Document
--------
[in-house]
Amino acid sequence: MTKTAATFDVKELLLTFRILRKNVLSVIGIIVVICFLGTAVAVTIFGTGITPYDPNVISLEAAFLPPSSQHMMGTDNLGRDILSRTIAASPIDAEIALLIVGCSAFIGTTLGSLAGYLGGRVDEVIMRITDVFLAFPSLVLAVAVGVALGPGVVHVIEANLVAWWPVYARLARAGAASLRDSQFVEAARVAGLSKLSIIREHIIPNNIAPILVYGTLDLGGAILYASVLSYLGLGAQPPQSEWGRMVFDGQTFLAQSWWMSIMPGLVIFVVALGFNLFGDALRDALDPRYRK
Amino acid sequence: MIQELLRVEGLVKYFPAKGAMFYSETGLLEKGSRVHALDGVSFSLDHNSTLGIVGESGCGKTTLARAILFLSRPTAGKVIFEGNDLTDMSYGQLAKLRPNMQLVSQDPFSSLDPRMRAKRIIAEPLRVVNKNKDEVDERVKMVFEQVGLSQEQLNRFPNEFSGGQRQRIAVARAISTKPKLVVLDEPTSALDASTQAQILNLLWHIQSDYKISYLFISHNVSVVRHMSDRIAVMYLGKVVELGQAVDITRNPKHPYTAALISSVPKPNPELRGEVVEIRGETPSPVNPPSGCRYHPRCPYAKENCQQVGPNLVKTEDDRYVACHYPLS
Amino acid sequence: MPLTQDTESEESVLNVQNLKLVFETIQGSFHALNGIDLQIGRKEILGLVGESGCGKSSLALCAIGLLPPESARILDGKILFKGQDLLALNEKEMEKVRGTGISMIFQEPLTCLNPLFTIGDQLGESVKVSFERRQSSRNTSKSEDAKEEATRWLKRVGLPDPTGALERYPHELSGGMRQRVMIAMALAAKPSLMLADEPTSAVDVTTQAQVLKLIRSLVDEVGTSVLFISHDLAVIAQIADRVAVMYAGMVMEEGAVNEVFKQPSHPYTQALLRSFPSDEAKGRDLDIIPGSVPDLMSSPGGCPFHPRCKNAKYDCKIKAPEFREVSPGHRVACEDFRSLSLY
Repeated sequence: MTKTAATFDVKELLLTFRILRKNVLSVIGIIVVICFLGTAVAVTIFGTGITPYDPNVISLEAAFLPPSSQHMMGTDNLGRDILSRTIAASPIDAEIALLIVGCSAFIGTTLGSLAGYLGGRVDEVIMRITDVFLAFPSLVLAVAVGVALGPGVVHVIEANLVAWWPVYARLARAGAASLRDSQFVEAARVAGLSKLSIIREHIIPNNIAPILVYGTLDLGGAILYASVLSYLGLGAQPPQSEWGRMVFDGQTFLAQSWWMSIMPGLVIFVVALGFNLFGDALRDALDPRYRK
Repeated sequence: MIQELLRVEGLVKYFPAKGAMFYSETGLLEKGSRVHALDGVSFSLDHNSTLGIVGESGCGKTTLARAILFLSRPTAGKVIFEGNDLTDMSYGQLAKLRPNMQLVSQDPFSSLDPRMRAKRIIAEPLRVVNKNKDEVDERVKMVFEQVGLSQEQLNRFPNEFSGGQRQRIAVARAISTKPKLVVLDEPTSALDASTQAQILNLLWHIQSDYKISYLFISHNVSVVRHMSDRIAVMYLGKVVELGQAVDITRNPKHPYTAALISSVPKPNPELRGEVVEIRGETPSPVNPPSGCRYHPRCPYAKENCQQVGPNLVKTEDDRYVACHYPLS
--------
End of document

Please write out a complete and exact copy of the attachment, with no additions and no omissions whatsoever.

[in-house]
Amino acid sequence: MTKTAATFDVKELLLTFRILRKNVLSVIGIIVVICFLGTAVAVTIFGTGITPYDPNVISLEAAFLPPSSQHMMGTDNLGRDILSRTIAASPIDAEIALLIVGCSAFIGTTLGSLAGYLGGRVDEVIMRITDVFLAFPSLVLAVAVGVALGPGVVHVIEANLVAWWPVYARLARAGAASLRDSQFVEAARVAGLSKLSIIREHIIPNNIAPILVYGTLDLGGAILYASVLSYLGLGAQPPQSEWGRMVFDGQTFLAQSWWMSIMPGLVIFVVALGFNLFGDALRDALDPRYRK
Amino acid sequence: MIQELLRVEGLVKYFPAKGAMFYSETGLLEKGSRVHALDGVSFSLDHNSTLGIVGESGCGKTTLARAILFLSRPTAGKVIFEGNDLTDMSYGQLAKLRPNMQLVSQDPFSSLDPRMRAKRIIAEPLRVVNKNKDEVDERVKMVFEQVGLSQEQLNRFPNEFSGGQRQRIAVARAISTKPKLVVLDEPTSALDASTQAQILNLLWHIQSDYKISYLFISHNVSVVRHMSDRIAVMYLGKVVELGQAVDITRNPKHPYTAALISSVPKPNPELRGEVVEIRGETPSPVNPPSGCRYHPRCPYAKENCQQVGPNLVKTEDDRYVACHYPLS
Amino acid sequence: MPLTQDTESEESVLNVQNLKLVFETIQGSFHALNGIDLQIGRKEILGLVGESGCGKSSLALCAIGLLPPESARILDGKILFKGQDLLALNEKEMEKVRGTGISMIFQEPLTCLNPLFTIGDQLGESVKVSFERRQSSRNTSKSEDAKEEATRWLKRVGLPDPTGALERYPHELSGGMRQRVMIAMALAAKPSLMLADEPTSAVDVTTQAQVLKLIRSLVDEVGTSVLFISHDLAVIAQIADRVAVMYAGMVMEEGAVNEVFKQPSHPYTQALLRSFPSDEAKGRDLDIIPGSVPDLMSSPGGCPFHPRCKNAKYDCKIKAPEFREVSPGHRVACEDFRSLSLY
Repeated sequence: MTKTAATFDVKELLLTFRILRKNVLSVIGIIVVICFLGTAVAVTIFGTGITPYDPNVISLEAAFLPPSSQHMMGTDNLGRDILSRTIAASPIDAEIALLIVGCSAFIGTTLGSLAGYLGGRVDEVIMRITDVFLAFPSLVLAVAVGVALGPGVVHVIEANLVAWWPVYARLARAGAASLRDSQFVEAARVAGLSKLSIIREHIIPNNIAPILVYGTLDLGGAILYASVLSYLGLGAQPPQSEWGRMVFDGQTFLAQSWWMSIMPGLVIFVVALGFNLFGDALRDALDPRYRK
Repeated sequence: MIQELLRVEGLVKYFPAKGAMFYSETGLLEKGSRVHALDGVSFSLDHNSTLGIVGESGCGKTTLARAILFLSRPTAGKVIFEGNDLTDMSYGQLAKLRPNMQLVSQDPFSSLDPRMRAKRIIAEPLRVVNKNKDEVDERVKMVFEQVGLSQEQLNRFPNEFSGGQRQRIAVARAISTKPKLVVLDEPTSALDASTQAQILNLLWHIQSDYKISYLFISHNVSVVRHMSDRIAVMYLGKVVELGQAVDITRNPKHPYTAALISSVPKPNPELRGEVVEIRGETPSPVNPPSGCRYHPRCPYAKENCQQVGPNLVKTEDDRYVACHYPLS